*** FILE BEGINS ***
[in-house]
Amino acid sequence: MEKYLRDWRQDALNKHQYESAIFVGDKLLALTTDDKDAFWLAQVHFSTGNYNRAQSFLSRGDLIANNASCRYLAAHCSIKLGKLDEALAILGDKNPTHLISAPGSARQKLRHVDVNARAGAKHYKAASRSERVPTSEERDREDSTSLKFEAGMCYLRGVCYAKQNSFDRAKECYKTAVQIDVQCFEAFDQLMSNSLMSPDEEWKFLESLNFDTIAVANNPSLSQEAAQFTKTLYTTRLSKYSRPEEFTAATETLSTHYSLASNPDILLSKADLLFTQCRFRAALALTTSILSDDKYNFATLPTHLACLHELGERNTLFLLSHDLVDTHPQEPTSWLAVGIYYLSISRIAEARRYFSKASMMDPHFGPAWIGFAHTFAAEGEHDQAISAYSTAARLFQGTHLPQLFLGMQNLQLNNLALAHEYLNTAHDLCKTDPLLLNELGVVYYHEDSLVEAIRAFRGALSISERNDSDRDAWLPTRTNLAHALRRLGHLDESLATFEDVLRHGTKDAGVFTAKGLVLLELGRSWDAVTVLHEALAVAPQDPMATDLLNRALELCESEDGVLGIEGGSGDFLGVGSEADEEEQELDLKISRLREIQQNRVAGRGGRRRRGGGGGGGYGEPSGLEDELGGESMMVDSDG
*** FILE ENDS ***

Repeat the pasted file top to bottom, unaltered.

[in-house]
Amino acid sequence: MEKYLRDWRQDALNKHQYESAIFVGDKLLALTTDDKDAFWLAQVHFSTGNYNRAQSFLSRGDLIANNASCRYLAAHCSIKLGKLDEALAILGDKNPTHLISAPGSARQKLRHVDVNARAGAKHYKAASRSERVPTSEERDREDSTSLKFEAGMCYLRGVCYAKQNSFDRAKECYKTAVQIDVQCFEAFDQLMSNSLMSPDEEWKFLESLNFDTIAVANNPSLSQEAAQFTKTLYTTRLSKYSRPEEFTAATETLSTHYSLASNPDILLSKADLLFTQCRFRAALALTTSILSDDKYNFATLPTHLACLHELGERNTLFLLSHDLVDTHPQEPTSWLAVGIYYLSISRIAEARRYFSKASMMDPHFGPAWIGFAHTFAAEGEHDQAISAYSTAARLFQGTHLPQLFLGMQNLQLNNLALAHEYLNTAHDLCKTDPLLLNELGVVYYHEDSLVEAIRAFRGALSISERNDSDRDAWLPTRTNLAHALRRLGHLDESLATFEDVLRHGTKDAGVFTAKGLVLLELGRSWDAVTVLHEALAVAPQDPMATDLLNRALELCESEDGVLGIEGGSGDFLGVGSEADEEEQELDLKISRLREIQQNRVAGRGGRRRRGGGGGGGYGEPSGLEDELGGESMMVDSDG